Category Archives: Horse Care/Protection

Happy Birthday Belle: Recovering Geriatric Colic Case Turns 34

Belle recovering at home in Vero Beach, FL. Photo courtesy of Jennifer Penn.

When Jennifer Penn learned that her horse Belle was in the beginning stages of a bout with colic in February, she knew she was not ready to say goodbye to her beloved horse. The 33-year-old American Quarter Horse named Wagners Mint Joker, but known to Penn and her family as Belle, was the horse of a lifetime.

Penn’s mother, Becky Seton, and late grandfather, Bob Lowery, both of Vero Beach, FL, purchased a then 12-year-old Belle for Penn in 1998. “We were both 12 years old and it was a match made in heaven,” recalled Penn. “I had outgrown my show pony, so it was time to look for an all-around horse that I could show and have fun with. I am an only child, so she is like a sister to me. As I grew up, I experienced life right alongside her.”

Belle quickly lived up to her reputation as an all-around horse, actively competing with Penn at AQHA breed shows, open and 4-H circuits throughout Florida, show jumping events, and excelling in western trail competitions. Belle even pulled a cart for a time.

When Penn was 18, she started her own lesson program with Belle as her equine partner. “Belle provided a solid foundation for many riders, both young and old,” she said. “She not only taught me how to become a horsewoman, but she has also impacted so many young people’s lives and taught them showmanship skills. She’s special to me and my mother Becky, but also to so many people who have gone on to become very successful horsemen and horsewomen.”

Belle was partially retired in 2018, and was the guest of honor at Penn’s wedding the same year. The mare gave her last lesson about six months ago. She was still being ridden once a week with the occasional trail or pony ride for yet another up-and-coming rider.

Belle was thriving until colic threatened to disrupt her retirement.

On Saturday morning, February 1, Belle had not been drinking from her water buckets, did not finish her breakfast, and had only passed manure twice throughout the night before. Penn took these abnormal behaviors very seriously. “She’s tough as nails, so she was not showing any signs of discomfort; she was just standing there quietly in her stall. By knowing her habits we were able to identify a problem and make early decisions.”

Belle was initially treated by her primary veterinarian, Dr. Kelly Alderman of Alderman Veterinary Services based in Fellsmere, FL. Based on Dr. Alderman’s recommendation, Belle was transported to Dr. Karie Vander Werf’s Treasure Coast Equine Emergency Services in Palm City, FL, where an ultrasound on Sunday showed an impaction in the large intestines and displacement of the small intestines.

“It was very obvious to us that if we were going to consider surgery, we would have to do it sooner rather than later,” said Penn. “The decision was made to preserve her strength and transport her to Palm Beach Equine Clinic for Dr. Weston Davis to operate on her.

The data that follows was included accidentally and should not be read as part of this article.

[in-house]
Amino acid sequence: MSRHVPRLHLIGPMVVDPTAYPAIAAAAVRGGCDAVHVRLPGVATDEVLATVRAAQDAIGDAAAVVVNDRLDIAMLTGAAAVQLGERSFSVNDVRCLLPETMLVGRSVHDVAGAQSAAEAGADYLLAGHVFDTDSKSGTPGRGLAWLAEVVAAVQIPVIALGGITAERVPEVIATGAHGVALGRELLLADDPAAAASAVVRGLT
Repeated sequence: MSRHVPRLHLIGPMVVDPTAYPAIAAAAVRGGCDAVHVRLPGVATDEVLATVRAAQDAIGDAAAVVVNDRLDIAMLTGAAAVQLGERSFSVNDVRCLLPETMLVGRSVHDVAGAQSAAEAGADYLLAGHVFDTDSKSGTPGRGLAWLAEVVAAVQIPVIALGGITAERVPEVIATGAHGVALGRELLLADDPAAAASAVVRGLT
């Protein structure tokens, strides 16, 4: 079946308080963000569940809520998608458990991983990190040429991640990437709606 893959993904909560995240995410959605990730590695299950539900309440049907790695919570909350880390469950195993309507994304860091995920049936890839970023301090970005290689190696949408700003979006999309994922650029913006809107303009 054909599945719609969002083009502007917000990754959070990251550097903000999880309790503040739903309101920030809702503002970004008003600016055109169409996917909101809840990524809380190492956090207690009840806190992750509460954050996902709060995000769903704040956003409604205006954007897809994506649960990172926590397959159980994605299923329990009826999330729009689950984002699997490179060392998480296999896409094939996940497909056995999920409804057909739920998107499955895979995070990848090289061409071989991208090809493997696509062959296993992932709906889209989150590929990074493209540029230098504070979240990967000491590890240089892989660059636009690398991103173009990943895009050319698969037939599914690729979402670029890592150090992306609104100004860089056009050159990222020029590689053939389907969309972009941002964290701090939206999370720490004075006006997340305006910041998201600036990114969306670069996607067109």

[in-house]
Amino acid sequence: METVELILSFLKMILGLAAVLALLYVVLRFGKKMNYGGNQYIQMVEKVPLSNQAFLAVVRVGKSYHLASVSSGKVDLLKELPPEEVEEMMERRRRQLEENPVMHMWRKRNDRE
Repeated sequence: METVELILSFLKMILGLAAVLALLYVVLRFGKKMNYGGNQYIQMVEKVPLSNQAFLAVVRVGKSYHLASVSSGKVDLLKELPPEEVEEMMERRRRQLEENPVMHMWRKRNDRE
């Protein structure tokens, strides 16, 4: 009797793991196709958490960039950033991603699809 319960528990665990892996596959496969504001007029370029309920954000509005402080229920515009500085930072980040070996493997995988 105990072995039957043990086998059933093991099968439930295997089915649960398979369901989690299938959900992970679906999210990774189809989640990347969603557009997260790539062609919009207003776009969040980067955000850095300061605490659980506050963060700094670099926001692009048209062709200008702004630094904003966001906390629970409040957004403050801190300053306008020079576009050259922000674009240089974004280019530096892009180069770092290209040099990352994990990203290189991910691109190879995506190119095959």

“It was because of his confidence in the surgery despite her age, that I was at peace with the decision to proceed with surgery,” continued Penn.

One of three board-certified surgeons at Palm Beach Equine Clinic, Dr. Weston Davis performed the emergency colic surgery to remove a right dorsal impaction in the large colon and correct a severe displacement caused by altered motility within the intestines.

“Her primary veterinarian had done everything that she could medically do for the horse before referring the case to Palm Beach Equine Clinic,” said Dr. Davis. “In some colic cases, a prolonged course of medical treatments might result in the horse no longer being a surgical candidate. When things were not improving quickly enough, the horse was sent to us. Our main concern was to determine if Belle was as healthy a surgical candidate as she could possibly be.”

According to Dr. Davis, Belle’s physical examination and blood work revealed her to be a very healthy, albeit geriatric, colic case. “She is the oldest horse that I have performed colic surgery on. At the time of her arrival, Belle was well-hydrated with balanced electrolytes levels and stable organ systems. She was an overall good candidate for colic surgery, even at 33 years old,” he said.

While not every geriatric colic case is well-suited for surgical intervention, Dr. Davis considers two factors before moving forward with any surgery. “The surgery has to make sense for the horse, meaning that they are a healthy candidate with the ability to recover, and they have the will to live,” said Dr. Davis, who noticed how resilient Belle was from the moment he saw her. “The other point is that the surgery needs to be financially reasonable for the client. In Belle’s case, there was a will to live, and a strong emotional connection with this horse.”

After a successful colic surgery, Belle was moved to the Palm Beach Equine Clinic Hospital for recovery where she was cared for round-the-clock by Dr. Candelaria Chunco and hospital staff.

“Dr. Davis and Dr. Chunco were fantastic,” said Penn. “They were both so kind, and I received regular text updates. I knew that they were invested in her recovery. When she stood up after anesthesia, I remember Dr. Davis saying to me, ‘this horse is a badass,’ and she really is!”

Belle returned home to Vero Beach on February 19, and celebrated her 34th birthday on March 27. “Her recovery was slow, but she is doing well, regaining an appetite, working her way back to regular turnout, and starting to act like her old self again,” said Penn. “She is an incredibly special horse to not only me and my mother, but to my husband, family, friends, and the horse community here. It’s so wonderful to have her back home.”

Palm Beach Equine Clinic continues to stay up to date on COVID-19 developments and will update our clients, partners and fellow equestrians as the situation progresses. Contact Palm Beach Equine Clinic at 561-793-1599 for questions or to speak with a veterinarian.

Palm Beach Equine Clinic
www.EquineClinic.com
561-793-1599

Hats Off to the Horses 2020 Continues with the Slim Shadey Chapeau

Dagmar Steiner and Slim Shadey at Old Friends (Photo: Laura Battles)